The postmodern credentials of dark tourism are debatable. But what is not in dispute is the part played by marketing. In order to attract visitors, dark places must be packaged, promoted, priced and positioned, just like any other product or service. The very act of doing so, however, causes considerable academic consternation and not a little anguish, since it invariably involves the commodification of sites closely associated with death, disaster, destitution and degradation (Seaton, 2009; Stone and Sharpley, 2008). Making money from misery, packaging pain for pleasure, trading on terrible human tragedies is understandably regarded as deeply unseemly, not to say hideously exploitative. Within the heritage industry, marketing is widely considered to be a necessary evil, a pact with the devil, near enough (MacCannell, 1999; Walsh, 1992). Granted, there is a wide spectrum of dark tourist activity – from the deepest hues of Gunther von Hagen's “Body Worlds” exhibition to the light-hearted delights of Walt Disney's “Haunted Mansion” – and the presence of overt marketing activity varies accordingly (Miles, 2002; Ryan, 2005; Stone, 2009). Still, striking the right balance between commemoration and commercialisation is not only very difficult but a constant source of tension within the sector. In Dallas, for instance, the touristic development of the notorious book depository building was resisted for decades (Foley and Lennon, 1996), whereas Ground Zero was turned into a macabre merchandising opportunity within a matter of months:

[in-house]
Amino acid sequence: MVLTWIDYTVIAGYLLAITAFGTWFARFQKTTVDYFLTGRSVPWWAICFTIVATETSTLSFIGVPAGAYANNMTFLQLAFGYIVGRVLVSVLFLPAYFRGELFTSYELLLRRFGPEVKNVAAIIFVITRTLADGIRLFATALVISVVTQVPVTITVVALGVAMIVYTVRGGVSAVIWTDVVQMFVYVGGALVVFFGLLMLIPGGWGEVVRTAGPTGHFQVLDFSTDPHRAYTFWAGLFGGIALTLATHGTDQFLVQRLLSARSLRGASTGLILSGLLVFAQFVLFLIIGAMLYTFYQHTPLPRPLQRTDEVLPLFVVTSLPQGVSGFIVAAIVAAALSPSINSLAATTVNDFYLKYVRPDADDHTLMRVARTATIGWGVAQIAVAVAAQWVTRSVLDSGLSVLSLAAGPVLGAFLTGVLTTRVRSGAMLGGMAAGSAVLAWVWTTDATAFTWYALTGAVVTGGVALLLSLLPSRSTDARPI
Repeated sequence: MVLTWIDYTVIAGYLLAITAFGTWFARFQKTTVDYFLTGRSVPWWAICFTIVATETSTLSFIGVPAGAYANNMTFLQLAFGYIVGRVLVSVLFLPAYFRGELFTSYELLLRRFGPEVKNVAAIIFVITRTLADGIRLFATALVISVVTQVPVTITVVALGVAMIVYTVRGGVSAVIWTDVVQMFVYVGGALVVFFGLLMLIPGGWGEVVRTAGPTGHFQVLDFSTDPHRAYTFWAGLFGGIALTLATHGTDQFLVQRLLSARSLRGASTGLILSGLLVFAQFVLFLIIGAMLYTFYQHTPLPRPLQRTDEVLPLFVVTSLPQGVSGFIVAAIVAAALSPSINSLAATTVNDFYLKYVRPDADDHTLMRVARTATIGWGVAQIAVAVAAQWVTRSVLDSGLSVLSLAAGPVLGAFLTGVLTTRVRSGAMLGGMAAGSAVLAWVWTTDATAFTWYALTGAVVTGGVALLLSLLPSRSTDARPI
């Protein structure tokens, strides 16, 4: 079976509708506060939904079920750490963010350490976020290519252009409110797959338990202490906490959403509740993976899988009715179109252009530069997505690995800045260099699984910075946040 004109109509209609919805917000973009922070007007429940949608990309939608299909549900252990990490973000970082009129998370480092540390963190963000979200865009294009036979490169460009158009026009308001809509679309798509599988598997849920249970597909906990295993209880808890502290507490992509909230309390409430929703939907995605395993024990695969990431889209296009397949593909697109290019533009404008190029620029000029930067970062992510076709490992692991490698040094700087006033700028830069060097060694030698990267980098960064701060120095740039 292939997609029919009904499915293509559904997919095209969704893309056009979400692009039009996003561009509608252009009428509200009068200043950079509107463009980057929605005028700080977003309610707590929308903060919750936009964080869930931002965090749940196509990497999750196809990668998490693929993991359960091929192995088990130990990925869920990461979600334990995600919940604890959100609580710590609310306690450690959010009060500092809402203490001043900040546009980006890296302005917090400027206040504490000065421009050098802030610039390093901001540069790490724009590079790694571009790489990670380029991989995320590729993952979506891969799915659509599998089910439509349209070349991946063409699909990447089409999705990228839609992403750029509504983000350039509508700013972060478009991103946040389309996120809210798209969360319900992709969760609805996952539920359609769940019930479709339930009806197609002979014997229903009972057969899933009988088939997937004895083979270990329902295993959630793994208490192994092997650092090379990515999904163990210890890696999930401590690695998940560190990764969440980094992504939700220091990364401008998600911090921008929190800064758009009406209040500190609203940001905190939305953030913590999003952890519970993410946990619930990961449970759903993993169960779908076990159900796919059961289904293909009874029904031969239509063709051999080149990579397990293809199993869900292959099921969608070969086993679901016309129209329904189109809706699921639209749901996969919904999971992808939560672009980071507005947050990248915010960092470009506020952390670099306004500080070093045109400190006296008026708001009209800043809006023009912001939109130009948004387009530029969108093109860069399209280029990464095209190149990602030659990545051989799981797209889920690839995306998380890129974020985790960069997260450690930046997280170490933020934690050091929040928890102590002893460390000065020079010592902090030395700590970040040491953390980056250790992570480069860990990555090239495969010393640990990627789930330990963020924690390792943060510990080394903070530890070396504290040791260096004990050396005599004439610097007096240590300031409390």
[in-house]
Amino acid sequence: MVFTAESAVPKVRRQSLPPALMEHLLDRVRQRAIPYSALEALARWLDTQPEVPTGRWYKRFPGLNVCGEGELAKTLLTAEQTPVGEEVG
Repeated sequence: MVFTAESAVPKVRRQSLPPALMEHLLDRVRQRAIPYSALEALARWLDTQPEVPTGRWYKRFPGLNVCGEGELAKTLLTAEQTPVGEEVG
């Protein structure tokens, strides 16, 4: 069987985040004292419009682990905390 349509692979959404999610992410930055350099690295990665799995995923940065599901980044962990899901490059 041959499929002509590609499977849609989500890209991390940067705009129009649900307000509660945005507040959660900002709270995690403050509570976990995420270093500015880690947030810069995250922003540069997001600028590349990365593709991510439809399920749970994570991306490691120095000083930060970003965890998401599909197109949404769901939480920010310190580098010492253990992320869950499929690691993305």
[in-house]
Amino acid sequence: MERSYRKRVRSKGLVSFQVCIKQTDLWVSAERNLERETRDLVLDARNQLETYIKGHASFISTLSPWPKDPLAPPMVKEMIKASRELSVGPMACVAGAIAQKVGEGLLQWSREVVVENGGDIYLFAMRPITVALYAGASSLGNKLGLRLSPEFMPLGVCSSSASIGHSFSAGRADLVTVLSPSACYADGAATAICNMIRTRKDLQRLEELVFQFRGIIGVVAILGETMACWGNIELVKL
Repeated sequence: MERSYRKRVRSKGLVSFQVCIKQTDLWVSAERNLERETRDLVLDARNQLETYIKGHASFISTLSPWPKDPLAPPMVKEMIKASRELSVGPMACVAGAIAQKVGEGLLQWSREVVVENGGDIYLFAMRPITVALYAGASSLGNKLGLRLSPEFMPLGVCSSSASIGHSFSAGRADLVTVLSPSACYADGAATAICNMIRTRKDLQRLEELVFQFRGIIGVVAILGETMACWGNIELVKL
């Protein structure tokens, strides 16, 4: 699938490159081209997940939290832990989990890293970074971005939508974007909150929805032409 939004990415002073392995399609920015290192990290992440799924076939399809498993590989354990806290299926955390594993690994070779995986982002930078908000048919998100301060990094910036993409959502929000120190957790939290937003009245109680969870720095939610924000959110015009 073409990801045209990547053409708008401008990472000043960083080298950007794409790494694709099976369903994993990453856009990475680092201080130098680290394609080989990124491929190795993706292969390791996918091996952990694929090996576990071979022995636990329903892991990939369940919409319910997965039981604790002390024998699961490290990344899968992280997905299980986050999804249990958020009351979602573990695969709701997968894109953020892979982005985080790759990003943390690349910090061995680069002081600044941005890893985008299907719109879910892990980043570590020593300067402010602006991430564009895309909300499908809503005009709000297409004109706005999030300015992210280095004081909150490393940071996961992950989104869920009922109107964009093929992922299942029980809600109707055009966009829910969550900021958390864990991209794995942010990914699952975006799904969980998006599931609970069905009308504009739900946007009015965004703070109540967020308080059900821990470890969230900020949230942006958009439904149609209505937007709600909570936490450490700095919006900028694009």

Remember when it was just hallowed ground? Ground Zero is now one of the most popular tourism attractions in the city. It's a place where tour guides charge $15 a head to point out the spot where the fire-fighters raised the flag. The proud can buy twin-tower T-shirts, the angry can buy toilet paper bearing the face of Osama bin Laden, and the curious can climb up the fence to take the perfect picture of what is now just a big hole. The hustle of commerce hawking to the crush of sightseers has prompted some to call it September 11 World (Blair (2002) quoted in Stone (2006, p. 156)).